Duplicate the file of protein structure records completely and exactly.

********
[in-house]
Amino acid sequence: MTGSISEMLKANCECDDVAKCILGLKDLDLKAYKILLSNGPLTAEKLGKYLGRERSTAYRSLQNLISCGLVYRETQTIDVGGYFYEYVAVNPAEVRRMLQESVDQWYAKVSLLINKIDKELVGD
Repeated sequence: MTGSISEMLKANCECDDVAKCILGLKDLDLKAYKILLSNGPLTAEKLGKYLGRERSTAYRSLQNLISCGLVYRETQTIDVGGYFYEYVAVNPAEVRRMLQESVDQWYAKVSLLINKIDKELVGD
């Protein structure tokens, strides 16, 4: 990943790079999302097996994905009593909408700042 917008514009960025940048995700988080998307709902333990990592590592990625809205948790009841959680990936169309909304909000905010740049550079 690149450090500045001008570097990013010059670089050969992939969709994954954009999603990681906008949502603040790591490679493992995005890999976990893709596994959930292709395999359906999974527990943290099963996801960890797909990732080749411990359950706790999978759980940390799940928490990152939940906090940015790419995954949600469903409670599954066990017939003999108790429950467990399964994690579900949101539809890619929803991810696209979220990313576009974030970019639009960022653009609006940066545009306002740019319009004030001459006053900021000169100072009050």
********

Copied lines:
[in-house]
Amino acid sequence: MTGSISEMLKANCECDDVAKCILGLKDLDLKAYKILLSNGPLTAEKLGKYLGRERSTAYRSLQNLISCGLVYRETQTIDVGGYFYEYVAVNPAEVRRMLQESVDQWYAKVSLLINKIDKELVGD
Repeated sequence: MTGSISEMLKANCECDDVAKCILGLKDLDLKAYKILLSNGPLTAEKLGKYLGRERSTAYRSLQNLISCGLVYRETQTIDVGGYFYEYVAVNPAEVRRMLQESVDQWYAKVSLLINKIDKELVGD
């Protein structure tokens, strides 16, 4: 990943790079999302097996994905009593909408700042 917008514009960025940048995700988080998307709902333990990592590592990625809205948790009841959680990936169309909304909000905010740049550079 690149450090500045001008570097990013010059670089050969992939969709994954954009999603990681906008949502603040790591490679493992995005890999976990893709596994959930292709395999359906999974527990943290099963996801960890797909990732080749411990359950706790999978759980940390799940928490990152939940906090940015790419995954949600469903409670599954066990017939003999108790429950467990399964994690579900949101539809890619929803991810696209979220990313576009974030970019639009960022653009609006940066545009306002740019319009004030001459006053900021000169100072009050």